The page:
On February 6, 1971, Mike’s Grocery, a mom-and-pop store in Wilmington, was firebombed and burned. It’s unclear who was responsible for the arson, which came after a week of increasing racial tension and violence over the desegregation of the city’s high schools.
Demanding fairer treatment and a black studies curriculum, black high school students, led by civil rights activist Ben Chavis, began a boycott of classes in late January 1971. The protesters established headquarters at a local church, which became the epicenter of violence after the school board rejected their demands. A racist organization attacked the church in drive-by shootings, and gunfire and arson ensued in the area. Police killed a student protester, and a white supremacist was killed as he took aim at the church.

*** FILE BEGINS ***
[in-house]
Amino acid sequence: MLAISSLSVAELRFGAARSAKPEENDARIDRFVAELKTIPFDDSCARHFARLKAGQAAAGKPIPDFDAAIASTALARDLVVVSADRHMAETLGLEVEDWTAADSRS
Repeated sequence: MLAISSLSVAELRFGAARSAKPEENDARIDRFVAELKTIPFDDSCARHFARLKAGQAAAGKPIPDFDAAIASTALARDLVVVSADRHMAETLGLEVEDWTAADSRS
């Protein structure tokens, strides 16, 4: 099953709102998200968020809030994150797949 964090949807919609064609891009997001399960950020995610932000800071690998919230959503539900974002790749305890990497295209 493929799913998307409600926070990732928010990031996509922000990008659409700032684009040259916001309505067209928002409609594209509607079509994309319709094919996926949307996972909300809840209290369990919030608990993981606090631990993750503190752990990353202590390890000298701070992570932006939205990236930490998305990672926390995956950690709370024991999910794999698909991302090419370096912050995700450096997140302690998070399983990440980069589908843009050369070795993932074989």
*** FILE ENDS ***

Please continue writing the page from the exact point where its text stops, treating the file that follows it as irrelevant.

About a year later local and state authorities, intent on punishing Chavis, arrested him, eight black high school students and a white anti-poverty worker on charges related to the arson at Mike’s.
Despite the lack of real evidence tying them to the arson, the prosecutor secured guilty verdicts by using perjured testimony and illegally excluding blacks from the jury. The case garnered national press attention, and in 1976, Amnesty International became involved in an effort to free the Wilmington 10.
Key witnesses recanted their testimony in the late 1970s and investigatory pieces by 60 Minutes, the New York Times and others suggested evidence had been fabricated. The Soviet Union even cited the Wilmington 10 as an example of American political imprisonment when Pres. Jimmy Carter criticized that country for the practice in 1978.
The convictions of the Wilmington 10 were ultimately overturned by the U.S. Court of Appeals for the Fourth Circuit in 1980. Governor Beverly Perdue issued them pardons in 2012.